“So, how do you think this will work?” I asked him Adam, wrapped in his arms. I had agreed to be his girlfriend earlier that evening and I wanted him to answer how we’d make the long distance work – how often we’d travel to see one another and how often we’d talk on the phone.
But Adam responded, “I think things are working pretty well right now,”, clearly happy to have me in his arms. Oh dear—I remember thinking—not exactly what I meant. And that moment confirmed dating Adam would be nothing like I expected.
And I was right, dating Adam was nothing like I expected. First off, I never anticipated dating someone like him. But secondly, dating in general was nothing like I expected. As a girl who had never had a boyfriend, I dreamed of getting picked up for dates, going on hand-held walks and him cooking dinner for me at his apartment. Sure, all of those things happened, but due to being long distance we didn’t have a traditional dating relationship. Instead, we spent “weekends” together, cramming all of our time together in a short few days and then parting again for another two to three weeks. We waited until 9 p.m. to chat on the phone and woke up bleary eyed the next morning because we didn’t want to hang up. We still exchanged letters and emails, and traded spending extended holidays with each of our families. And when Adam did propose nine months later near his family’s home in Indiana, it was the second time I had ever been out there and the third time I had met some of his siblings.
Dating long distance was not my preference and there were so many hard moments. Not only did we, as couple struggle, but I struggled with missing Adam. At times I struggled with jealousy that others got to spend more time with him than I did and a few times even unnecessarily worried that he’d meet and fall in love with someone else.
But long-distance posed one other big challenge for us, sex. And it was an awkward conversation for us to have. We knew we each were saving sex for marriage, but what about other forms of physical affection? Where did we believe the line needed to be drawn?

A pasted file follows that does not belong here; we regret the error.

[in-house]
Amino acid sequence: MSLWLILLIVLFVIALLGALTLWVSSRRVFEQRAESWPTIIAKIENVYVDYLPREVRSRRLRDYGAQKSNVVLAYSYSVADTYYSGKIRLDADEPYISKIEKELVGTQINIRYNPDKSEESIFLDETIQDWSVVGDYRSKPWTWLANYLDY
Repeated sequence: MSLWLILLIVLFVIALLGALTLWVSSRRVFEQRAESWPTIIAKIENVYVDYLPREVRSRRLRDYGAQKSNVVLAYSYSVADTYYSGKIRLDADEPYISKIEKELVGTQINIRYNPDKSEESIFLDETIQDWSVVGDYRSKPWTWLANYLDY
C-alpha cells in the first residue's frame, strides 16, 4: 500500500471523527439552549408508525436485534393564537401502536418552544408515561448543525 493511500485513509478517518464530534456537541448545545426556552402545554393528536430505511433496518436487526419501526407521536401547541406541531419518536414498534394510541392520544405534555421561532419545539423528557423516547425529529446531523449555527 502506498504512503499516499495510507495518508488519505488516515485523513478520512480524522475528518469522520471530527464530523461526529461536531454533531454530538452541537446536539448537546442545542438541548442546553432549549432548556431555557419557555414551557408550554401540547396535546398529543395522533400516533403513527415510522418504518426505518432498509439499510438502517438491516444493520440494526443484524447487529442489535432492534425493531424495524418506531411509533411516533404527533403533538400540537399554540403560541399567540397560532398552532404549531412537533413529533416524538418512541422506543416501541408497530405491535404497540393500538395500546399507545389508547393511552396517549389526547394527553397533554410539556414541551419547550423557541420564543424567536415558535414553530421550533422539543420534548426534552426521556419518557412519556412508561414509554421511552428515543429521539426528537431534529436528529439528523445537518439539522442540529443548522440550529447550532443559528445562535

This is when long-distance helped us. This time was a great blessing to us since we were given the chance to talk and write letter. We were able to have meaningful and substantive conversations, getting to truly know the other person.
Although we were long distance, our relationship progressed fairly quickly. (Two months after we started dating Adam told me he loved me.)
While I waited for him to pop the question, we had several conversations that were crucial to our relationship. We went through little trials, talking about our pains from our past relationships. We poured out our hearts, and our tears, each of us wiping the eyes of the other. It was a painful and beautiful time in our relationship, with some of those moments bonding us even more deeply than the joyful ones.
When Adam did propose 9 months after we started dating, I was nervous to say yes, but also more than ready. Our dating relationship wasn’t what I had in mind, but it was exactly what we needed to become the couple we were then and are today. It is part of what has turned Adam and Kara into “us.”
Latest posts by Kara (see all)
- When You’re Jealous of Other People’s Relationships Over the Holidays - December 19, 2017
- Signs He’s Not Worth It - November 21, 2017
- What I Need in a Relationship Isn’t Prince Charming - October 24, 2017